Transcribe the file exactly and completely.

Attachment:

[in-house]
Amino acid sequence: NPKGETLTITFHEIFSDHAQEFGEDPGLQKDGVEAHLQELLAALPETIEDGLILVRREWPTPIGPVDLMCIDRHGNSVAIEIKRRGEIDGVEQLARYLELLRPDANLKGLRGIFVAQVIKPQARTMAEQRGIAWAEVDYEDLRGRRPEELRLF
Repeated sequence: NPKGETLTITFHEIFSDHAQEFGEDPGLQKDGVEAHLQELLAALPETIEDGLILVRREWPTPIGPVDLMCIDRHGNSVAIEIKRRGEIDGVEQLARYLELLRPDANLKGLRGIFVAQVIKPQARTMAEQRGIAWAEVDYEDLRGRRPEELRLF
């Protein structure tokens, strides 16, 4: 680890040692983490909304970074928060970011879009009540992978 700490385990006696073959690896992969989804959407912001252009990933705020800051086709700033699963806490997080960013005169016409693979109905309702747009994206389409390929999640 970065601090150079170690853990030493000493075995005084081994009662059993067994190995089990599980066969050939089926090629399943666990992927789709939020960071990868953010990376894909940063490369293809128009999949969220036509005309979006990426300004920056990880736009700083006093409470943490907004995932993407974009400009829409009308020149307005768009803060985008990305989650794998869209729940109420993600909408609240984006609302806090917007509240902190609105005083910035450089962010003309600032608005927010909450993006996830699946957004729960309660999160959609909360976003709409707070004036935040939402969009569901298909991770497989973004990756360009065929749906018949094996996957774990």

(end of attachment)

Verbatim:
[in-house]
Amino acid sequence: NPKGETLTITFHEIFSDHAQEFGEDPGLQKDGVEAHLQELLAALPETIEDGLILVRREWPTPIGPVDLMCIDRHGNSVAIEIKRRGEIDGVEQLARYLELLRPDANLKGLRGIFVAQVIKPQARTMAEQRGIAWAEVDYEDLRGRRPEELRLF
Repeated sequence: NPKGETLTITFHEIFSDHAQEFGEDPGLQKDGVEAHLQELLAALPETIEDGLILVRREWPTPIGPVDLMCIDRHGNSVAIEIKRRGEIDGVEQLARYLELLRPDANLKGLRGIFVAQVIKPQARTMAEQRGIAWAEVDYEDLRGRRPEELRLF
């Protein structure tokens, strides 16, 4: 680890040692983490909304970074928060970011879009009540992978 700490385990006696073959690896992969989804959407912001252009990933705020800051086709700033699963806490997080960013005169016409693979109905309702747009994206389409390929999640 970065601090150079170690853990030493000493075995005084081994009662059993067994190995089990599980066969050939089926090629399943666990992927789709939020960071990868953010990376894909940063490369293809128009999949969220036509005309979006990426300004920056990880736009700083006093409470943490907004995932993407974009400009829409009308020149307005768009803060985008990305989650794998869209729940109420993600909408609240984006609302806090917007509240902190609105005083910035450089962010003309600032608005927010909450993006996830699946957004729960309660999160959609909360976003709409707070004036935040939402969009569901298909991770497989973004990756360009065929749906018949094996996957774990």